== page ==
Leydig Cell Tumors

Updated: Sep 18, 2023
Author: Thomas Calvert, MD, MPH; Chief Editor: Edward David Kim, MD, FACS 


Practice Essentials

Leydig cell tumors (see the image below) are rare testicular tumors of the gonadal interstitium that may be hormonally active and lead to feminizing or virilizing syndromes. Leydig cell tumors comprise approximately 4% of adult testicular neoplasms[1] and 3% of testicular tumors in infants and children. These tumors can be pure or can be mixed with other sex cord–stromal or germ cell tumors. Leydig cell tumors usually have a local presentation; metastases occur in about 2.5% of cases.[1] The most common sites for metastases are lymph nodes, lung, liver, and bones.[2]

Leydig cell tumor. Leydig cell tumor.

As with germ cell tumors, the route of spread is hematogenous and lymphatic to the retroperitoneal lymph nodes. Unlike germ cell tumors, however, Leydig cell tumors show relative lack of sensitivity to radiotherapy and chemotherapy agents.[3]

Signs and symptoms

Clinical manifestations include the following:

  • A nontender palpable testicular mass or nodule
  • Precocious puberty in prepubertal boys with androgen-secreting tumors
  • Feminizing symptoms in boys with estrogen-secreting tumors

Adults with androgen-secreting tumors are generally asymptomatic. Manifestations in adults with estrogen-secreting tumors include the following:

  • Loss of libido
  • Erectile dysfunction
  • Infertility
  • Gynecomastia
  • Feminine hair distribution
  • Gonadogenital atrophy

Leydig cell tumors may be an incidental finding of a testicular mass on scrotal ultrasonography performed for other conditions.

See Presentation for more detail.


Serum testosterone levels are usually elevated; however, serum estradiol levels may also be increased, especially when feminization is evident. Results of the following laboratory studies are normal in patients with pure Leydig cell tumors:

  • Serum alpha-fetoprotein
  • Beta human chorionic gonadotropin
  • Lactate dehydrogenase
  • Urine ketosteroids
  • Plasma cortisol
  • Adrenocorticotropic hormone stimulation test
  • Dexamethasone suppression test

Imaging studies

  • Scrotal ultrasonography: Confirms the diagnosis, especially when physical examination findings are equivocal [4, 5]
  • Magnetic resonance imaging: Can reveal small nonpalpable Leydig cell tumors that are not visible on ultrasound.
  • CT scanning of the abdomen and chest radiography: Indicated if malignancy is suspected

See Workup for more detail.


Radical orchiectomy was once the primary treatment for Leydig cell tumors, and it remains in use for malignant cases. However, prognosis is poor for metastatic disease and there are no standard treatment recommendations.  Although complete or partial remission following chemotherapy has been reported, it has been found ineffective in the majority of cases.[2]

Testis-sparing surgery with enucleation of the mass is increasingly being reported for benign cases, in both the adult and pediatric populations.[6, 7, 8] When Leydig cell tumors are diagnosed and treated early, testicle-sparing surgery has proved to be feasible and safe and could be regarded as first-line therapy.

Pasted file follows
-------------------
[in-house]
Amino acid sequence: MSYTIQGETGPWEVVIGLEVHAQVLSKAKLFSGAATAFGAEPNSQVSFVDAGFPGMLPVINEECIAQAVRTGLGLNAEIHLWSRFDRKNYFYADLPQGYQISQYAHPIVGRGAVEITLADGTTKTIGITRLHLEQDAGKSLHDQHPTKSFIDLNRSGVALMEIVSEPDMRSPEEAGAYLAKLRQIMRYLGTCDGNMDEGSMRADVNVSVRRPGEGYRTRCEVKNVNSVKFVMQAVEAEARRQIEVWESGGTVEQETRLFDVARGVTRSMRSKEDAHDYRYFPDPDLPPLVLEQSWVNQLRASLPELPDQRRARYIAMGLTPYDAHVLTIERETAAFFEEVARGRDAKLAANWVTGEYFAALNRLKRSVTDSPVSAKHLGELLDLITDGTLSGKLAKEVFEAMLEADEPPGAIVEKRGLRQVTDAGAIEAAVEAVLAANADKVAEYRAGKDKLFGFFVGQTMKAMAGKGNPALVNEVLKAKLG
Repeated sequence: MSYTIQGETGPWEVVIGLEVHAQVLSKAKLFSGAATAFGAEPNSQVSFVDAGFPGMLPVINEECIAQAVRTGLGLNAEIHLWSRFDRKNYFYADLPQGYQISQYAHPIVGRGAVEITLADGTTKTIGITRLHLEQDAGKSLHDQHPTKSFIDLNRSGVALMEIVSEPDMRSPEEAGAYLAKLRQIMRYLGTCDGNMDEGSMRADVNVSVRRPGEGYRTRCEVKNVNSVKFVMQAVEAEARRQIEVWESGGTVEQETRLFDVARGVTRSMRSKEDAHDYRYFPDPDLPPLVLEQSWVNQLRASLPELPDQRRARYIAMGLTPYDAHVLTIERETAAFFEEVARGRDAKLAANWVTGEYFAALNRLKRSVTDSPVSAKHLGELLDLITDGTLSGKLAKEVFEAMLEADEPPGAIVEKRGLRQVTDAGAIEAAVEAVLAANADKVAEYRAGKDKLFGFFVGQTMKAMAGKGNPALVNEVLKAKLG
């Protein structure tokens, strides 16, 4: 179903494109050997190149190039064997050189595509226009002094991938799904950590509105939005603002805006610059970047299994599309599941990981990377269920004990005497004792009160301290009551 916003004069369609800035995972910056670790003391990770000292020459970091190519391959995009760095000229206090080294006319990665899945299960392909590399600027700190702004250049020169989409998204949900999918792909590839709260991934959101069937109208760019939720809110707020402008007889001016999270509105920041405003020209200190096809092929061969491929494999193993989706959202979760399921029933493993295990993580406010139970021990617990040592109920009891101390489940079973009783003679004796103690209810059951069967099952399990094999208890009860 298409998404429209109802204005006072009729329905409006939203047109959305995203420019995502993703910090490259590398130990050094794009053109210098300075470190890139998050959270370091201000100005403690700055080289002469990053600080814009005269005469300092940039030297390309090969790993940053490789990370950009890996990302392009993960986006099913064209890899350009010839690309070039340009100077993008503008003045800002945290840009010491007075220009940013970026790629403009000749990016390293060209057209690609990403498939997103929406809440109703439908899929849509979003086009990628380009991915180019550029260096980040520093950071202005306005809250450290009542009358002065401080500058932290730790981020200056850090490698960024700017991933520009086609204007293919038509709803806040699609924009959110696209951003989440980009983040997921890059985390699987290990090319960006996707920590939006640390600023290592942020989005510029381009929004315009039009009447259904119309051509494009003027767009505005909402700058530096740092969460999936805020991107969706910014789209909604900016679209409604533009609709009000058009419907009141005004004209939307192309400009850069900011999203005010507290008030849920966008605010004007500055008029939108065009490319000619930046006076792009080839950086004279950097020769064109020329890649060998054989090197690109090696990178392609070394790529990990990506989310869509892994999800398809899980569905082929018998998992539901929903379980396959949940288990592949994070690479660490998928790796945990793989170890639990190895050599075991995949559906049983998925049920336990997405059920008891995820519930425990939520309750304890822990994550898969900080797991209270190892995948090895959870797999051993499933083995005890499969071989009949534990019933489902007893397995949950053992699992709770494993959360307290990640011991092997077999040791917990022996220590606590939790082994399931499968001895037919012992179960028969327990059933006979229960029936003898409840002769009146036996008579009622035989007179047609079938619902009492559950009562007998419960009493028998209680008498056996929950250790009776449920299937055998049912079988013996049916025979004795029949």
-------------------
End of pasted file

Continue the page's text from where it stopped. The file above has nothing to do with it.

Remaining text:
See Treatment for more detail.


The German anatomist Franz Leydig first described Leydig cells in 1870.[9] Leydig cells are located within the interstitium of the testis, between the seminiferous tubules, and produce testosterone in response to luteinizing hormone. Through their hormonal balance, these cells play an important role in the development of secondary male characteristics and spermatogenesis.

The etiology of Leydig cell tumors remains unknown. Unlike germ cell testicular tumors, Leydig cell neoplasms are not associated with cryptorchidism. It is thought that an endocrine role may contribute to the development of these tumors. For example, an excessive stimulation of Leydig cells with luteinizing hormone due to a disorder of the hypothalamic-pituitary axis may induce their oncogenesis. Animal models have also demonstrated Leydig cell tumorigenesis following long-term estrogen administration.[10]

Although these tumors usually secrete testosterone, the production of estrogen, progesterone, and corticosteroids has also been described. Estrogen excess and feminizing syndromes may occur from the peripheral aromatization of testosterone or from the direct production of estradiol by the tumor itself.



In the United States, Leydig cell testicular neoplasms are the most common sex cord–stromal tumors and comprise 1-3% of all testicular neoplasms.[10] However, a study in Austria demonstrated of all patients that are undergoing surgery for testicular tumor between 1999 and 2008, Leydig cell tumors accounted for 14.7% of all testicular tumors removed.[11] The tumors are most common in prepubertal boys aged 5-10 years and in adults aged 30-60 years. Approximately 2.5% of Leydig cell tumors are metastatic.[1] However, Leydig cell tumors are always benign in children, as malignant variants have been reported only after puberty.

Sex-, race-, and age-related demographics

Leydig cell tumors are most commonly found in males. Nonetheless, these tumors have been well-described in the ovarian stroma of females, who may present with signs and symptoms of virilization. Ovarian Leydig cell tumors are usually malignant, unlike Leydig cell tumors found in males.

African-American race is more common in Sertoli and Leydig cell tumors (23 and 24% respectively), than germ cell tumors (3%).[10]

The incidence of Leydig cell tumors peaks in children 3 to 9 years and in adults 30 to 60 years.[12]